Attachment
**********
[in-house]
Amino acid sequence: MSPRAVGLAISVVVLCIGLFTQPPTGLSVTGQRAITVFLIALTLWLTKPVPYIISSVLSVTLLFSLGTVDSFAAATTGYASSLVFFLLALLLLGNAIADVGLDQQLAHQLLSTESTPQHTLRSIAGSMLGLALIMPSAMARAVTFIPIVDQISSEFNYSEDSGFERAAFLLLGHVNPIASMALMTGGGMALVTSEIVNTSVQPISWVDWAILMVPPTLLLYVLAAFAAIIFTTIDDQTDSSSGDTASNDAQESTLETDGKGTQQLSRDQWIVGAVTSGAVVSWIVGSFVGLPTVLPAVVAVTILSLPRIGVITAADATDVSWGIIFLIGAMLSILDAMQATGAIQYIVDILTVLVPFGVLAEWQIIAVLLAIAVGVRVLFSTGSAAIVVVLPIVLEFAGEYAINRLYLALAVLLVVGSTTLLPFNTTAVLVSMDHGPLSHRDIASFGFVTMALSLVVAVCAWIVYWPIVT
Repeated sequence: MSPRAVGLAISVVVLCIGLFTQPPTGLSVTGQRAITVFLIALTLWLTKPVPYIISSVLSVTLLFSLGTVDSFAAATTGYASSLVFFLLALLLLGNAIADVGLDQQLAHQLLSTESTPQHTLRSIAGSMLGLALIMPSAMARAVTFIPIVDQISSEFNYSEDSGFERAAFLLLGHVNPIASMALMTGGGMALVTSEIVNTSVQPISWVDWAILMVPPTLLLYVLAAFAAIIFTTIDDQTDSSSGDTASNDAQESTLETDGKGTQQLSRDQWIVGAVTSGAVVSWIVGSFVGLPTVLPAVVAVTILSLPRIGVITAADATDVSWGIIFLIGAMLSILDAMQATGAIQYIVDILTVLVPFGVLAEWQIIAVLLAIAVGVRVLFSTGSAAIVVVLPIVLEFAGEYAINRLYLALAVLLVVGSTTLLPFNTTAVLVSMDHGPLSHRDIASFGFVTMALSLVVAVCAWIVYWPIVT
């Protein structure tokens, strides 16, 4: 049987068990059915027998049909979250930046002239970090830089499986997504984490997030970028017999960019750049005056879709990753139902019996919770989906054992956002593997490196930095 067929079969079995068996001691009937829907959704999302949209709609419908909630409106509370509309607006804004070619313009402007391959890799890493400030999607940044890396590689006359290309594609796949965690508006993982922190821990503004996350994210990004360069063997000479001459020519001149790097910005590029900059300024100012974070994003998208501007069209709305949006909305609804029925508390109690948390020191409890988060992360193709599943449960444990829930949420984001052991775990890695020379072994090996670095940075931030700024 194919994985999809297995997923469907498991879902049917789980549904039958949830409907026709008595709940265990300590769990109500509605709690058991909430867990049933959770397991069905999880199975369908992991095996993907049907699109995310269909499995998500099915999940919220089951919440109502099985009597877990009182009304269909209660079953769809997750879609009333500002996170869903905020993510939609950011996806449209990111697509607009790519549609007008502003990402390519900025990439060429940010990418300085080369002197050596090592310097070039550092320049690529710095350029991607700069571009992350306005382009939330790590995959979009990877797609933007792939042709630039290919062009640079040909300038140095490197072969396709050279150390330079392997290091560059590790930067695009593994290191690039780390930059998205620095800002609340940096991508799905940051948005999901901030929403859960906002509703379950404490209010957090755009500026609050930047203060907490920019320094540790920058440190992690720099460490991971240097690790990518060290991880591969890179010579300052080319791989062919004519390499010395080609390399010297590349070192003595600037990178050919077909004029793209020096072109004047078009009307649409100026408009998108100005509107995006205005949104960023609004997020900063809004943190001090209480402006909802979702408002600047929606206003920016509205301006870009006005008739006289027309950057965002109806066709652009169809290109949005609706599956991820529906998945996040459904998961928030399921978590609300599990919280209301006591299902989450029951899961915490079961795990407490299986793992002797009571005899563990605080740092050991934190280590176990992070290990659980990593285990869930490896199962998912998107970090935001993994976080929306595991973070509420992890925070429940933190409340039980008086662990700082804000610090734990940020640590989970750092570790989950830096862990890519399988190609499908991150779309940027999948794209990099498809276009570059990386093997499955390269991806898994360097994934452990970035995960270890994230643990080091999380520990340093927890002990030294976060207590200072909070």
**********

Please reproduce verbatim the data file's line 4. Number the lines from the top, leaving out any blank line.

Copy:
């Protein structure tokens, strides 16, 4: 049987068990059915027998049909979250930046002239970090830089499986997504984490997030970028017999960019750049005056879709990753139902019996919770989906054992956002593997490196930095 067929079969079995068996001691009937829907959704999302949209709609419908909630409106509370509309607006804004070619313009402007391959890799890493400030999607940044890396590689006359290309594609796949965690508006993982922190821990503004996350994210990004360069063997000479001459020519001149790097910005590029900059300024100012974070994003998208501007069209709305949006909305609804029925508390109690948390020191409890988060992360193709599943449960444990829930949420984001052991775990890695020379072994090996670095940075931030700024 194919994985999809297995997923469907498991879902049917789980549904039958949830409907026709008595709940265990300590769990109500509605709690058991909430867990049933959770397991069905999880199975369908992991095996993907049907699109995310269909499995998500099915999940919220089951919440109502099985009597877990009182009304269909209660079953769809997750879609009333500002996170869903905020993510939609950011996806449209990111697509607009790519549609007008502003990402390519900025990439060429940010990418300085080369002197050596090592310097070039550092320049690529710095350029991607700069571009992350306005382009939330790590995959979009990877797609933007792939042709630039290919062009640079040909300038140095490197072969396709050279150390330079392997290091560059590790930067695009593994290191690039780390930059998205620095800002609340940096991508799905940051948005999901901030929403859960906002509703379950404490209010957090755009500026609050930047203060907490920019320094540790920058440190992690720099460490991971240097690790990518060290991880591969890179010579300052080319791989062919004519390499010395080609390399010297590349070192003595600037990178050919077909004029793209020096072109004047078009009307649409100026408009998108100005509107995006205005949104960023609004997020900063809004943190001090209480402006909802979702408002600047929606206003920016509205301006870009006005008739006289027309950057965002109806066709652009169809290109949005609706599956991820529906998945996040459904998961928030399921978590609300599990919280209301006591299902989450029951899961915490079961795990407490299986793992002797009571005899563990605080740092050991934190280590176990992070290990659980990593285990869930490896199962998912998107970090935001993994976080929306595991973070509420992890925070429940933190409340039980008086662990700082804000610090734990940020640590989970750092570790989950830096862990890519399988190609499908991150779309940027999948794209990099498809276009570059990386093997499955390269991806898994360097994934452990970035995960270890994230643990080091999380520990340093927890002990030294976060207590200072909070």